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Inquiry Ordered Into Reports of Prisoner Abuse

New York Times

January 17, 2004

WASHINGTON, Jan. 16 - The top American commander in Iraq has ordered a criminal investigation into allegations that detainees at the sprawling Abu Ghraib prison outside Baghdad have been abused by American forces, military officials said Friday.

A statement by the military command in Baghdad gave no details about the scope or severity of the incidents, saying only that Lt. Gen. Ricardo S. Sanchez, the senior American officer in Iraq, had directed an inquiry into the latest in a string of reported abuses of prisoners.

"The release of specific information concerning the incidents could hinder the investigation, which is in its early stages," the statement said.

A senior Pentagon official said authorities had been alerted to the possible abuse of detainees in the past few days and were taking the allegations "very seriously."

The American-led occupation is holding thousands of suspected insurgents and criminals at Abu Ghraib, a large prison west of Baghdad that was notorious during the rule of Saddam Hussein for overcrowded cells and torture chambers.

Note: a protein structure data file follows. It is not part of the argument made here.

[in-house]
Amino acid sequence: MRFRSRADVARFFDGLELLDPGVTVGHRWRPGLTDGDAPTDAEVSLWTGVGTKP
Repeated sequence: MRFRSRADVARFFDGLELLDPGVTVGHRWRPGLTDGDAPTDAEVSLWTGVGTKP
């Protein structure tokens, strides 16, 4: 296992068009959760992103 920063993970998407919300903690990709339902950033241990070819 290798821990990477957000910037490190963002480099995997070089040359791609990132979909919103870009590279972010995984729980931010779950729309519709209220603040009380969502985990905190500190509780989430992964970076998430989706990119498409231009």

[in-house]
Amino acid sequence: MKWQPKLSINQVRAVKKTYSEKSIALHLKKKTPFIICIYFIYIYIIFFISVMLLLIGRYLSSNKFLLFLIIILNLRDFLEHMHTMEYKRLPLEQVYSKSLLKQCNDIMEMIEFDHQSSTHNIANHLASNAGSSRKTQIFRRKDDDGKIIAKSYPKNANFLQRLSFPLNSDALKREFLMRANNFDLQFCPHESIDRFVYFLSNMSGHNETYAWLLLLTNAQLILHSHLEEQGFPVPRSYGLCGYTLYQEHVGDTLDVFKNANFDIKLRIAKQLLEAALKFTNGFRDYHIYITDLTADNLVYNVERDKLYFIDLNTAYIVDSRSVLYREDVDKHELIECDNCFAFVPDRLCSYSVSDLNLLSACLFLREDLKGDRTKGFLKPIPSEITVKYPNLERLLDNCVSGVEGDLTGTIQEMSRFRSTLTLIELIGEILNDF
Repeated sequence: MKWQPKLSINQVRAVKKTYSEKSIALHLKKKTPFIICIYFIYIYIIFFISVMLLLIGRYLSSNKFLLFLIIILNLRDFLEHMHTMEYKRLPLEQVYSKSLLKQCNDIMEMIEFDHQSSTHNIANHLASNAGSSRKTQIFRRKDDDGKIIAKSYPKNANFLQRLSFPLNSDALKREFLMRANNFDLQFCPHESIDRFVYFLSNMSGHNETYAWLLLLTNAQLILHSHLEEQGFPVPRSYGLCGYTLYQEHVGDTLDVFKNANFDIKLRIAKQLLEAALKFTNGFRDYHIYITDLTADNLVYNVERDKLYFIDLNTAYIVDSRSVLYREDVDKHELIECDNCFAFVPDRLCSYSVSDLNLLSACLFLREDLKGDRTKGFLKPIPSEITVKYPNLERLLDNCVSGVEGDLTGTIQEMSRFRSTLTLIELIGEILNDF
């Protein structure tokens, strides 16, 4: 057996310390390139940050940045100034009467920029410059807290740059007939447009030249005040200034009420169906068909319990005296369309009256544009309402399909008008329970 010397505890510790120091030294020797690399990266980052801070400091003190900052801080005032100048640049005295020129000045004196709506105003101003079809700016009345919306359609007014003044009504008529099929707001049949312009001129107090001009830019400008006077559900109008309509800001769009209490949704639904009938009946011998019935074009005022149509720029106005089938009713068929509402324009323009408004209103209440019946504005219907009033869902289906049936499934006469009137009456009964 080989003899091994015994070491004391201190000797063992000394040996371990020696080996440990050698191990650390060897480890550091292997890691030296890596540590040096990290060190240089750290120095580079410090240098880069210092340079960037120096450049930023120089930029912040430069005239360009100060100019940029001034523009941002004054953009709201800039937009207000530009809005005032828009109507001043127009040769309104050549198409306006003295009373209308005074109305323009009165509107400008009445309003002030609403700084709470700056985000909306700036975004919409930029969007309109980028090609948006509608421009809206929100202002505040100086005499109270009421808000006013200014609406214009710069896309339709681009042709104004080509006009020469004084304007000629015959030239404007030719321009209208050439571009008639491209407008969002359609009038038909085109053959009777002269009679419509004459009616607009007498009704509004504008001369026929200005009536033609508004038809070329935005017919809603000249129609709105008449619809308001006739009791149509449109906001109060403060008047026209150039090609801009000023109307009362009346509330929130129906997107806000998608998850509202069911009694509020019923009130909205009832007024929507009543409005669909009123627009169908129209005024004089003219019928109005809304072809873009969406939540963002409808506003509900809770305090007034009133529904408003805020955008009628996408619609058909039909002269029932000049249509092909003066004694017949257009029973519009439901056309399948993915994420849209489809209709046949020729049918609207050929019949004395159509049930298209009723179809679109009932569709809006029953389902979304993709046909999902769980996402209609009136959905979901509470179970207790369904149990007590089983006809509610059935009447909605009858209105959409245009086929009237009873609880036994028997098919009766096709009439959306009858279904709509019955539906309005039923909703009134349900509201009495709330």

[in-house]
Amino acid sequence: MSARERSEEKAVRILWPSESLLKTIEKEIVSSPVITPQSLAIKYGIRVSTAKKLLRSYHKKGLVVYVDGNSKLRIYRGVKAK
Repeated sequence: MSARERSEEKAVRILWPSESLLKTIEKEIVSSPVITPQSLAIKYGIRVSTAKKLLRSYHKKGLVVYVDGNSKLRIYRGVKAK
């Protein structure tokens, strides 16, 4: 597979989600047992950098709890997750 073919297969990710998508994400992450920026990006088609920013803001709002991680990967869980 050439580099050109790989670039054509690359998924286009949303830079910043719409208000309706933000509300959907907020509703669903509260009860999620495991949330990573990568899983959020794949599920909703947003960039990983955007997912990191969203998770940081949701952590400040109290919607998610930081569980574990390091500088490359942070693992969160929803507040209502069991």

The inquiry ordered by General Sanchez is expected to add fuel to allegations by Amnesty International and many former detainees that the American captors have treated prisoners harshly or abused them in certain cases.

Earlier this month, three Army reservists were discharged for abusing prisoners at Camp Bucca, a detention center near Basra, in southern Iraq. In late December, Brig. Gen. Ennis Whitehead III determined that the three soldiers had kicked and punched prisoners or encouraged others to do so.

Late last year, Lt. Col. Allen B. West, a battalion commander in the Fourth Infantry Division, was allowed to resign from the Army after he fired a pistol near a suspected supporter of insurgents during an interrogation in August to frighten him into giving up information about impending attacks against allied soldiers near Tikrit. Colonel West has defended his actions as necessary to protect his troops.

In addition, the Marine Corps has charged eight Marine reservists in the death of an Iraqi prisoner near Nasiriya last June. Two of the eight marines face charges of negligent homicide, while others face lesser charges, Marine officials said.

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